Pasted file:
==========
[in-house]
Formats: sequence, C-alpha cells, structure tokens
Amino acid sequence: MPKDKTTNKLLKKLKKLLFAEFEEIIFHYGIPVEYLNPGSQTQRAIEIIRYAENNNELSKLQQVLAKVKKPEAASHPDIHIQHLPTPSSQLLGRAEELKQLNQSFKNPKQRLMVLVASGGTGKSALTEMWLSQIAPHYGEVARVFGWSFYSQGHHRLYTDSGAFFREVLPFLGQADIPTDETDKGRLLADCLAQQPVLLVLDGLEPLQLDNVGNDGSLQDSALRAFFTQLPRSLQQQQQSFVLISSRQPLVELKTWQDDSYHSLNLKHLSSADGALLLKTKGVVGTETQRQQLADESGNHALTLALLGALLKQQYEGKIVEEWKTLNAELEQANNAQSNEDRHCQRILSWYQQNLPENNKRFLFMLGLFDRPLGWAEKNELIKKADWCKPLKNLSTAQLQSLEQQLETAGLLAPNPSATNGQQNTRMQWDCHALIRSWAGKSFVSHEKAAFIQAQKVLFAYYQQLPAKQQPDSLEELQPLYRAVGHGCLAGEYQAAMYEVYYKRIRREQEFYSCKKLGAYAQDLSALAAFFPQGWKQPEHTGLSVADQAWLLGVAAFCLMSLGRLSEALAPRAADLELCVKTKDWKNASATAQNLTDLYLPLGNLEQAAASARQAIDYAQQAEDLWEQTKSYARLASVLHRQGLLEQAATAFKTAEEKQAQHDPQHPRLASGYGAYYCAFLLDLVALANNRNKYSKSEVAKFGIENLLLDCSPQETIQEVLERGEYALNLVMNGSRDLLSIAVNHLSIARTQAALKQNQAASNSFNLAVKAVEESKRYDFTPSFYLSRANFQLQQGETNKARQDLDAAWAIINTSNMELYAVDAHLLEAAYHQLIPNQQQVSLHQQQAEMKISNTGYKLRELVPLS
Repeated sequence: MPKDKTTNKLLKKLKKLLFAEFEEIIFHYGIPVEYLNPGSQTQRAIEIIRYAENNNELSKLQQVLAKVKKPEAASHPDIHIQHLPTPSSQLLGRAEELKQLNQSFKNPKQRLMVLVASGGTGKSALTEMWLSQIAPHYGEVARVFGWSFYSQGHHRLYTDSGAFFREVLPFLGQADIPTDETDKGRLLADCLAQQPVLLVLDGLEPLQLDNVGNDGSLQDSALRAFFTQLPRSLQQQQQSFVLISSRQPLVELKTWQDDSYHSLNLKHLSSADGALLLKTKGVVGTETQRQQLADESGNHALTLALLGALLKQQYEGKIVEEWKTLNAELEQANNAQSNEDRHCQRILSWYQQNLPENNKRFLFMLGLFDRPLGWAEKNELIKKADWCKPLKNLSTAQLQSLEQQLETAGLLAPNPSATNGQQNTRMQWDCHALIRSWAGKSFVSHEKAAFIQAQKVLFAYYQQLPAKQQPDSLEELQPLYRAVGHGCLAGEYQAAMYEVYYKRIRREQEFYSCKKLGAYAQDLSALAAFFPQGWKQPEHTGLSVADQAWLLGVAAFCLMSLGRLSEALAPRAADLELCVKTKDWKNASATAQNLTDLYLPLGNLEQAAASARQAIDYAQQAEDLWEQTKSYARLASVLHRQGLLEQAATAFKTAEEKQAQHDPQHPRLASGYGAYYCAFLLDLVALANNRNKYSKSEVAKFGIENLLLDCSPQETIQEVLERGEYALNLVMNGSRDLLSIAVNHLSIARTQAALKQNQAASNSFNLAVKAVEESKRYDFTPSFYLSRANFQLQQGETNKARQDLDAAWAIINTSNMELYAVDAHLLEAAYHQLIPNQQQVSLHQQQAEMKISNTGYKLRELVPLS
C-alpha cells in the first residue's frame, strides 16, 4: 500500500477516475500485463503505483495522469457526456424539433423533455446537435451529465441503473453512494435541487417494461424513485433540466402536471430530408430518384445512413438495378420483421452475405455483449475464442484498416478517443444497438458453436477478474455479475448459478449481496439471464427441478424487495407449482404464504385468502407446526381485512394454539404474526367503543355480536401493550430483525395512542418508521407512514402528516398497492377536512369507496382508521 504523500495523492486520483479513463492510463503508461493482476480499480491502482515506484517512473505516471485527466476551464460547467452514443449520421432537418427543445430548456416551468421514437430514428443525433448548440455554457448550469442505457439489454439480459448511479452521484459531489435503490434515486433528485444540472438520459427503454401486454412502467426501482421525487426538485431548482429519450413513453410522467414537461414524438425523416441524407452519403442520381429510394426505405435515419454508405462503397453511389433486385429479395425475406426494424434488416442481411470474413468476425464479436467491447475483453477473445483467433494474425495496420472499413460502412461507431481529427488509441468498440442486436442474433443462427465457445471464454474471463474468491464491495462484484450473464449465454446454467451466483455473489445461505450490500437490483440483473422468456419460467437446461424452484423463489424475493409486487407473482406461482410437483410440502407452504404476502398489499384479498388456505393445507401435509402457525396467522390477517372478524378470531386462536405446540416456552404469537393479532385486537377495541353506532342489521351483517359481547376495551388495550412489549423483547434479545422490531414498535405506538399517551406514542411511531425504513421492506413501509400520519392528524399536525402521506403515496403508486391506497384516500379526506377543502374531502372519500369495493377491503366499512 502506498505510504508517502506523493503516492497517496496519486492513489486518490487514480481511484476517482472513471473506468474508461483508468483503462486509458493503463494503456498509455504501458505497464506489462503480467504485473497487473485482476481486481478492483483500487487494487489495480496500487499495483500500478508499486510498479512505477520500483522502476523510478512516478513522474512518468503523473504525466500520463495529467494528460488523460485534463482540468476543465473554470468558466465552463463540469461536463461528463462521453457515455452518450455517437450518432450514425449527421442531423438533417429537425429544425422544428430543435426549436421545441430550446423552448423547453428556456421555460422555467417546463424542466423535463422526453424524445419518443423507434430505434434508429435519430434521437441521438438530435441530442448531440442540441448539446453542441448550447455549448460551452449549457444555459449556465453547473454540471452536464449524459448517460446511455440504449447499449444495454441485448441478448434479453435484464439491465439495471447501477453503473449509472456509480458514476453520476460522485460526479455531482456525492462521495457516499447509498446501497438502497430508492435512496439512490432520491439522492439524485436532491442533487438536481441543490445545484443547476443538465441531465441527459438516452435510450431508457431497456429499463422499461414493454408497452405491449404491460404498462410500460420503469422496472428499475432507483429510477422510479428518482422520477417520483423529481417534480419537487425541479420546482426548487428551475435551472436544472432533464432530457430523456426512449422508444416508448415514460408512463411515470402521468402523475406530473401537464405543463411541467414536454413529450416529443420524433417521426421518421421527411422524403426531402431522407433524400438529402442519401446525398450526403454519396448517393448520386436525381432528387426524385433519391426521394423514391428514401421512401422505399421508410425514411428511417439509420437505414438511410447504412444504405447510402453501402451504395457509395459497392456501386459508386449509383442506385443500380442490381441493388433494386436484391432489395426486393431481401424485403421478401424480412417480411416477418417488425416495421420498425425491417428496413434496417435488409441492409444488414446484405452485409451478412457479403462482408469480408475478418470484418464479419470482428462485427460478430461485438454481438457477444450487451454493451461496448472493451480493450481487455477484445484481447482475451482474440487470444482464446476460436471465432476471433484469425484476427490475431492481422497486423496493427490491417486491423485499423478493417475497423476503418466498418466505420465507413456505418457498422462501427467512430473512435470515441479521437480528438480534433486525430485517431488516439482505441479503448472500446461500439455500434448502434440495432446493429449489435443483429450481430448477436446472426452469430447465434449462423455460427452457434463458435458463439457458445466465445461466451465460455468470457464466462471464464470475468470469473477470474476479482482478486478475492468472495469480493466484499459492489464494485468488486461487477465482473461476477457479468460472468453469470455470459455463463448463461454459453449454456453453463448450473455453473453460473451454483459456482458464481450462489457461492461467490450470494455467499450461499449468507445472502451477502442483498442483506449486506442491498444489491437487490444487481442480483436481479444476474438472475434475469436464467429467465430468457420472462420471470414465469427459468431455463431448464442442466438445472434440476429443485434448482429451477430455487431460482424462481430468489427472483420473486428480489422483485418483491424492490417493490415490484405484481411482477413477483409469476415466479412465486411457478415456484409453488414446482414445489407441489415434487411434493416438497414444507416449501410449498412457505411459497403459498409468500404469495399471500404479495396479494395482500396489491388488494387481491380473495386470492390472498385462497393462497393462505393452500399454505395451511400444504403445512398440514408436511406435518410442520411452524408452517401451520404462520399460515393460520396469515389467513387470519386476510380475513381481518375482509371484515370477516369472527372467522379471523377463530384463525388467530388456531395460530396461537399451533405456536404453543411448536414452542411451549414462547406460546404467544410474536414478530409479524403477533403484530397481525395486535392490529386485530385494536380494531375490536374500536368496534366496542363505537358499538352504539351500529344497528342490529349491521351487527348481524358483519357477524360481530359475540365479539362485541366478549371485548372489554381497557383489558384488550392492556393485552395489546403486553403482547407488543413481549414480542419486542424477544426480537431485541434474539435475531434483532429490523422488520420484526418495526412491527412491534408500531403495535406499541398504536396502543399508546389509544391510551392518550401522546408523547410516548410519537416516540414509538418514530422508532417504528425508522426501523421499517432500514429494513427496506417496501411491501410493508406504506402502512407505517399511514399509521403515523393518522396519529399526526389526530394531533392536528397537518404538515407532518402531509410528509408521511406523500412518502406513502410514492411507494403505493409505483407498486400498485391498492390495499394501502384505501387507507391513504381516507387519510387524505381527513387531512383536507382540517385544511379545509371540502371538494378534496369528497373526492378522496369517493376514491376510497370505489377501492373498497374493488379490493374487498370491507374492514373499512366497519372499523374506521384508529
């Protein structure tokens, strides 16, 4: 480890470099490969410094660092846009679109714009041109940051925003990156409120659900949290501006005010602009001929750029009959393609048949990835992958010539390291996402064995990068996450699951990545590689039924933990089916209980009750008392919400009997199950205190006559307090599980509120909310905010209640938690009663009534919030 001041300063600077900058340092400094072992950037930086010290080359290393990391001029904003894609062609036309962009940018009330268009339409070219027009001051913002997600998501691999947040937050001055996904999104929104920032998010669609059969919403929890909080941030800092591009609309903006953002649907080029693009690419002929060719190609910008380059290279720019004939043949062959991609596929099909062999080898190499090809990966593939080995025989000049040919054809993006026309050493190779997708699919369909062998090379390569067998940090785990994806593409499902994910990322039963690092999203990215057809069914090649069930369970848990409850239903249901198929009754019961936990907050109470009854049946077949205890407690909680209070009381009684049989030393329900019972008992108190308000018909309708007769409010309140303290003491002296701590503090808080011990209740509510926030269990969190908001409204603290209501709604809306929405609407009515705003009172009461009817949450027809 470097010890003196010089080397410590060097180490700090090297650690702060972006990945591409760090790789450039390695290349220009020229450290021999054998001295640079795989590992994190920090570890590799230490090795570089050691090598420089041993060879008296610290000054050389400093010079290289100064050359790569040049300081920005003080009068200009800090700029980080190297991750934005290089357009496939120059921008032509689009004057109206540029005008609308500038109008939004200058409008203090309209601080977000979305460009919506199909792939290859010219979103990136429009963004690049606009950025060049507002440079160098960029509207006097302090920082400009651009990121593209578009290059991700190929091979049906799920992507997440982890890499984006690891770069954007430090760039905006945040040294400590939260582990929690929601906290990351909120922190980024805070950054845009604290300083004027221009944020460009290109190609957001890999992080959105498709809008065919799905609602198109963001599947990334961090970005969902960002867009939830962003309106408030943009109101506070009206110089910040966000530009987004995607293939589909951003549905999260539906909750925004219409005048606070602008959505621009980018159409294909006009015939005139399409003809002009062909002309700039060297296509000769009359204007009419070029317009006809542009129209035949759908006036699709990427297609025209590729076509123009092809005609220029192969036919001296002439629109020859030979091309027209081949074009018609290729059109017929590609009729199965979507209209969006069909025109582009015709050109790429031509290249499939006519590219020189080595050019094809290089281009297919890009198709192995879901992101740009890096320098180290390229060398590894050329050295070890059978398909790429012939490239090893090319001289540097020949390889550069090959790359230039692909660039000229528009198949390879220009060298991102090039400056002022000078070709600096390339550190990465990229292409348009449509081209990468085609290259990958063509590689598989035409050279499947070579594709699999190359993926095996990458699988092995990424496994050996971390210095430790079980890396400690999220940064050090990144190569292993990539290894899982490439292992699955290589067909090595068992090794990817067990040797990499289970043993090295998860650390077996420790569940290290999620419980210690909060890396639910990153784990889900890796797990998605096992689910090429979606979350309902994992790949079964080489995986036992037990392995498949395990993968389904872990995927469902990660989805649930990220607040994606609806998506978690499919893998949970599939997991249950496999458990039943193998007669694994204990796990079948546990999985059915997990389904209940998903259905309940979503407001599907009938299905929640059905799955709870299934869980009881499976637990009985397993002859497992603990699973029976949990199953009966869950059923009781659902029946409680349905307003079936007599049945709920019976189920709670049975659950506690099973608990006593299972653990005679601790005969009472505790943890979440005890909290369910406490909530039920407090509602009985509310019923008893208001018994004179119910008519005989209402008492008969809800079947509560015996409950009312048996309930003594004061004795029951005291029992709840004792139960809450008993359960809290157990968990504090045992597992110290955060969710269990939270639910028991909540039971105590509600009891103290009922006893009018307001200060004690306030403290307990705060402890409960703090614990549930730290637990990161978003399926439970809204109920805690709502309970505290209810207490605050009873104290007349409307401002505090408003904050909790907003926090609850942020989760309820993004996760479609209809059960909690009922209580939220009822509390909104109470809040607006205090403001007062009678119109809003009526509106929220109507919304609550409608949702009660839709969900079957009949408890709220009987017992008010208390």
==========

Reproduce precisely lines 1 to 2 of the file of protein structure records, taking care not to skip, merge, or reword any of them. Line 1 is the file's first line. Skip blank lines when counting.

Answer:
[in-house]
Formats: sequence, C-alpha cells, structure tokens